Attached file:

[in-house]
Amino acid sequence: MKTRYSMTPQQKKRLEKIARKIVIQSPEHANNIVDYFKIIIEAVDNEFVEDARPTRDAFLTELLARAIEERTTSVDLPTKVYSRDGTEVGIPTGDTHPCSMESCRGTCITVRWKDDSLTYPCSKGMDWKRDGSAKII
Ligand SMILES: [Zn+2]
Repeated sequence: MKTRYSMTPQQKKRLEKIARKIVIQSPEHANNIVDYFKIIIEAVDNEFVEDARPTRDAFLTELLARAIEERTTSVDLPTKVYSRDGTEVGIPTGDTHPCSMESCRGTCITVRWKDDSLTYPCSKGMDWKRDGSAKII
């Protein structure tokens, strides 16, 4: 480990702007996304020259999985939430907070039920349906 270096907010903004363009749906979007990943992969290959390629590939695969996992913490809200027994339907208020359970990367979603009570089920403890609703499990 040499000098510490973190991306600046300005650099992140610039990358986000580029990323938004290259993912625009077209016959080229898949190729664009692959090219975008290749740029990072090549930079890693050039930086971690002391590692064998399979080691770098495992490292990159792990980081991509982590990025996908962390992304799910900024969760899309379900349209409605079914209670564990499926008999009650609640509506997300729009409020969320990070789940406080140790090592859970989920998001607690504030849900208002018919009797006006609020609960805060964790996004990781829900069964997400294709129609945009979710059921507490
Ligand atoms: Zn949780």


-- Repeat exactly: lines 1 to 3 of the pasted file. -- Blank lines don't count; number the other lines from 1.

[in-house]
Amino acid sequence: MKTRYSMTPQQKKRLEKIARKIVIQSPEHANNIVDYFKIIIEAVDNEFVEDARPTRDAFLTELLARAIEERTTSVDLPTKVYSRDGTEVGIPTGDTHPCSMESCRGTCITVRWKDDSLTYPCSKGMDWKRDGSAKII
Ligand SMILES: [Zn+2]